The Center for Internet and Society at Stanford Law School is a leader in the study of the law and policy around the Internet and other emerging technologies.
Privacy has become one of the defining issue of the Information Age. CIS has received national recognition for its interdisciplinary and multi-angle examination of privacy, particularly as it relates to emerging technology.
Maintaining the privacy of one’s personal information — one’s choice of when to disclose it and to whom, how one maintains control over it, and the risks of disclosure — is one of the most important social issues of the internet era. For the past decade, privacy researchers have focused on several domains, including: documenting public opinion about privacy attitudes and expectations; understanding how user interfaces affect disclosure; and focusing on understanding interpersonal privacy dynamics within social media settings, to name a few. Read more about Privacy, Disclosure, and Social Exchange Theory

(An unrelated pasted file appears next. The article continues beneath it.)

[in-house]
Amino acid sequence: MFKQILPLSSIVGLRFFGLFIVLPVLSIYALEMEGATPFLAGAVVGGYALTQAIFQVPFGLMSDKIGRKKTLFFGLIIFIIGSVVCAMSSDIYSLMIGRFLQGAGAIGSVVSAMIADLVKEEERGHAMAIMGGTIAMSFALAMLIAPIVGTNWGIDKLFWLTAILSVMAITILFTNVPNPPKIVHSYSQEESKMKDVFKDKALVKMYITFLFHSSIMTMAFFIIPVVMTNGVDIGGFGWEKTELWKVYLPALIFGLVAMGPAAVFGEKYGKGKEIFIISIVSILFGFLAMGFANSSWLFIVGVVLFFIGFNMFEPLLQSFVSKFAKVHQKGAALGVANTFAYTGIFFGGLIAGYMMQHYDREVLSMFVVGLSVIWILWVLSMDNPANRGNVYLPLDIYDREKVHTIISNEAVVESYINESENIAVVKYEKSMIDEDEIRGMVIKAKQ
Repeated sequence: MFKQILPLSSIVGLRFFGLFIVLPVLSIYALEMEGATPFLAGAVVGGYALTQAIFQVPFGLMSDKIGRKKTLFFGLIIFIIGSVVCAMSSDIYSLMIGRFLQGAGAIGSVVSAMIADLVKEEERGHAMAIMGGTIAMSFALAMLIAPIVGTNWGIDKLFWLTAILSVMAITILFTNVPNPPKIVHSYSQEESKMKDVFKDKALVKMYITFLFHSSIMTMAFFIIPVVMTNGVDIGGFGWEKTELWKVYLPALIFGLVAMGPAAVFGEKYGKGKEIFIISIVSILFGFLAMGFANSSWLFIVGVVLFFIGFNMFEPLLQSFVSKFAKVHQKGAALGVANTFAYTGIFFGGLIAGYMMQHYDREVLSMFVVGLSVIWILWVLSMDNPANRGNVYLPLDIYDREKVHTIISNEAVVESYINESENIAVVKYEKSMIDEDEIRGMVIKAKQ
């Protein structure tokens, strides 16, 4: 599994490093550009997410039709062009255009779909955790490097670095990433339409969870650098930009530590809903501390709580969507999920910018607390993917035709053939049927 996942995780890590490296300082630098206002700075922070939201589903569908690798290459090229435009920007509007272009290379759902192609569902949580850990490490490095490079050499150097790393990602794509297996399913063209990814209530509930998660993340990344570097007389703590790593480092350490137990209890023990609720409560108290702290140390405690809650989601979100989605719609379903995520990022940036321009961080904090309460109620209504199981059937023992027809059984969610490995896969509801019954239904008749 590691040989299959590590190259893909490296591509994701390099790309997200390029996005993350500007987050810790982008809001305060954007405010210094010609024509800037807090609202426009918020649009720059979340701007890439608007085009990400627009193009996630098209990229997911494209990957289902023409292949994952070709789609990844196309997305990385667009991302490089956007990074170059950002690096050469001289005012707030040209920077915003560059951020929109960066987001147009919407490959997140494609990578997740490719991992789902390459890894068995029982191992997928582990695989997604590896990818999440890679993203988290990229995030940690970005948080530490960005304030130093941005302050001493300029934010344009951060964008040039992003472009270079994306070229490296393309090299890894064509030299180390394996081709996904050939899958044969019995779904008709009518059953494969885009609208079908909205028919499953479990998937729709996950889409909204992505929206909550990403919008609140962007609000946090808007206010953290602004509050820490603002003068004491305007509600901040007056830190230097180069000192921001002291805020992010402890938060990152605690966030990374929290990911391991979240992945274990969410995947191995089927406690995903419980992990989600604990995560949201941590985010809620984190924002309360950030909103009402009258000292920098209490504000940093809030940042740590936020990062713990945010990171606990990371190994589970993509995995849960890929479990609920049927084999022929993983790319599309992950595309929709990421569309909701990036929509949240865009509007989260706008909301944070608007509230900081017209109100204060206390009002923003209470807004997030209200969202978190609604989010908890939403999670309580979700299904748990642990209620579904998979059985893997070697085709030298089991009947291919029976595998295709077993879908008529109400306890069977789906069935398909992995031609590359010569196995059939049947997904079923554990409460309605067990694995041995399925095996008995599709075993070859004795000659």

Advanced technologies are revolutionizing how the government investigates, charges and prosecutes criminal cases—and defense attorneys must keep pace. Even small police departments can purchase powerful surveillance technologies, and internet companies collect vast troves of data on virtually everyone. This two-day CLE conference will discuss the government's use of technologically advanced investigative techniques in criminal cases, and the issues raised by those techniques under the Fourth Amendment and other federal law. Read more about 2018 NACDL Conference: Combatting the Surveillance State
What is the most secret docket in America? (Hint: it's not the FISA Court.) Have your cell phone records and email accounts been searched by law enforcement, and how would you know if they did? Come discuss the troubling answers to these questions with retired federal judge Stephen Wm. Smith, now CIS Director, Fourth Amendment & Open Courts. Read more about Stanford Internet and Society Lab - Secret Dockets, Secret Searches